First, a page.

Soil amendments are anything that is added to soil to enhance it – typically for agricultural needs – such as increasing nutrients or water retention. Fertilizing your lawn? That’s a soil amendment. Adding nutrients to your raised garden bed? That’s a soil amendment.
Animal waste makes excellent amendments and fertilizer, and after proper composting and treatment it is often applied to agricultural land. When I was young, I used to help my grandfather collect frozen cow patties so he could till them into his garden in the spring. This does not smell good. But its a part of farming.
In recent years there have been numerous lawsuits in rural Georgia and Alabama alleging that companies are dumping agricultural waste (typically anything left over from chicken processing) and calling it a “soil amendment.”
What is being dumped?
The debate rages, but here is a quote from a 2020 inspection report by the GA Dept of Agriculture about what is in the material being dumped.
A report from a Jan. 3, 2020 inspection by Jennifer Wren of the Georgia Department of Agriculture included photographs of the [property in Lexington, GA]. Wren was there with two representatives from the Georgia Environmental Protection Division.
She wrote that “piles of whitish material near the storage pond were visible from the road.”
“A strong odor seemed to emanate from the piles of whitish material, and red liquid pooled around the edges of the material,” wrote Wren. “Shortly after our arrival, a tanker truck (labeled as Leon Jones Feed & Grain, Inc.) delivered a load to the site.”
Wren said Smith told her the material she observed at the property was a “registered lime product from IsoNova, although he could not provide any kind of label or documentation.”
“I verified that IsoNova Technologies LLC (formerly known as American Dehydrated Foods, Inc.) does hold a current lime license with the Department (license # 36) with one registered product: A.D.F. Egg Shells,” wrote Wren. “Upon closer inspection of the material, there appeared to be feet, heads, and other body parts of very young chickens incorporated with the shells and feathers.”
About an hour later, a second load was delivered to the site by Leon Jones Feed & Grain, Inc., Trucking.
“The material delivered in this load was noticeably pinker in color than the other piles of eggshell mixture,” she wrote.
“A closer view shows the ‘pink’ colored objects to be chicken carcasses, which appeared to comprise most of the load,” wrote Wren. “Mr. Smith explained that he plans to spread this material on the surrounding fields as a liming agent and then plow it in, but he has had to wait on clear weather to do so.”
She wrote that Smith told her he “receives this material approximately five days a week, with around two to three loads on each of those five days.”
Wren wrote that “the composition of the loads is highly variable, with some piles appearing uniform and finely ground, while other mixtures were more heterogeneous.”
Wren and a fellow Department of Ag inspector returned to the Smith property on Jan. 7 “to determine if the eggshell material had been incorporated into the soil over the weekend” and found “no apparent changes to the stored material, although flocks of carrion birds could be seen feeding on the piles.” Smith was told “he must dispose of the carcasses in one of the permitted ways by Wednesday, January 15, 2020.”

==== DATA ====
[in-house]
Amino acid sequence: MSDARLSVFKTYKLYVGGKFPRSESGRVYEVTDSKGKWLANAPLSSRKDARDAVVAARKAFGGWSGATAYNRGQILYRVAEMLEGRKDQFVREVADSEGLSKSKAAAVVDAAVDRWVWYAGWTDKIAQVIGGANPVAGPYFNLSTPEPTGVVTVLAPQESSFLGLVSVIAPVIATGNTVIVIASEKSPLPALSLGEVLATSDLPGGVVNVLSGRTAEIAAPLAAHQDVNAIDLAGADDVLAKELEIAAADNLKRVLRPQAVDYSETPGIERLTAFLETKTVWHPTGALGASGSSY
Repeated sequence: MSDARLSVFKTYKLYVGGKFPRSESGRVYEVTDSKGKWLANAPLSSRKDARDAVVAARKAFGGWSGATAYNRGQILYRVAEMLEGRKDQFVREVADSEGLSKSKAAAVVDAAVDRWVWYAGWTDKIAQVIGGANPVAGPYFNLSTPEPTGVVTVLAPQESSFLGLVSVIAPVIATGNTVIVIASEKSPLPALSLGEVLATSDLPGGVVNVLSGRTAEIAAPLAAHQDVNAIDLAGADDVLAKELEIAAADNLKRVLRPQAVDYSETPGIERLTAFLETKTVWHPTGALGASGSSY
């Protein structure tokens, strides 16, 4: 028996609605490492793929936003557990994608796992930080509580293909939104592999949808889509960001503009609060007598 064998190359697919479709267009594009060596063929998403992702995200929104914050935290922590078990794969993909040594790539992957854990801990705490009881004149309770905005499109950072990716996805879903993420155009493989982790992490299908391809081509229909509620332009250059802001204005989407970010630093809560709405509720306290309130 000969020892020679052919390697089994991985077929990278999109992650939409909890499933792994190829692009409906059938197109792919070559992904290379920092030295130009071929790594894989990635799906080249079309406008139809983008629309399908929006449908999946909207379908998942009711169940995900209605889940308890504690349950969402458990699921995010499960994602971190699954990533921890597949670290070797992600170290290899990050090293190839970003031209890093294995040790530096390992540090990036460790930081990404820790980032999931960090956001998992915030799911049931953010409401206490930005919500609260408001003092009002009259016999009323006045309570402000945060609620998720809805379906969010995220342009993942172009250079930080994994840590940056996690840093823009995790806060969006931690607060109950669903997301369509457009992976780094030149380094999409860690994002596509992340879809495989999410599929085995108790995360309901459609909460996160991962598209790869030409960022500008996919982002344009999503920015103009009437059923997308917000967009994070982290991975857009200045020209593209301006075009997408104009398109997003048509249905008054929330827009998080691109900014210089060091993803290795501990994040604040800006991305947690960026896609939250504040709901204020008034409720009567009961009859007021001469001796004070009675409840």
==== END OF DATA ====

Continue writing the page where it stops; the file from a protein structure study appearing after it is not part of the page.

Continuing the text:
Wren visited IsoNova’s Dahlonega site and met with plant manager Daniel Rice, who said the site is a “liquid effluent retention facility (LERF) that “receives hatchery waste/offal from 28 Georgia hatcheries.”Zach Mitcham. “Ag practice or waste disposal? Madison Co company sued over spreading practices in Oglethorpe, Wilkes counties.” Madison Journal Today, Dec 24, 2020.
In 2019 the Georgia General Assembly passed House Bill 1057, which allowed local authorities to establish property protections for neighbors and nearby waterways. This allowed local communities to deal with how much waste could be dumped, and where. Now a new bill, Senate Bill 260, would severely limit local government’s powers to limit this dumping.
This sludge sounds gross, but why is this a science issue?
There is a lot of stuff in animal waste that hazardous to the health of humans, crops, trees, and the environment in general.
Chicken litter, aka chicken poop, contains the highest amount of nitrogen, phosphorus, and potassium of all animal waste. After proper treatment, this makes the waste an ideal fertilizer. If chicken litter is used as a fertilizer, studies have shown it can escape into the environment unless it is tilled into the soil. So even properly treated chicken waste can be a hazard unless applied correctly.
One chicken produces about 10 pounds of chicken litter monthly; thus, a house of 5000 birds will produce 50,000 pounds of manure a month.
Untreated waste contains high levels of nitrogen which can cause environmental problems in surrounding waterways and farmland. Waste may also contain E. coli, Stenotrophomonas, Cladosporium, Salmonella, and Acremonium and these pathogens can infect neighboring crops, water, and air. These pathogens can cause foodborne illnesses.
The litter can also contain diseases that can become airborne and spread. Studies suggest that airborne transmission of an avian flu strain was responsible for decimating poultry farms in 2015.
Nitrogen saturation (from excess in the litter) can cause reduced tree growth and even kill trees. Symptoms of too much nitrogen can be yellow, wilted, or brown leaves. Additionally, the trees pull other nutrients out of the ground to balance out the nitrogen, which can harm the surrounding forest vegetation. In one study in New England, excess nitrogen caused red pine mortality to reach 56% and the loss of all forest biomass.
What can I do about it?
Contact your Georgia General Assembly Legislator about this issue.
Learn how to be respectful and direct to your legislator here.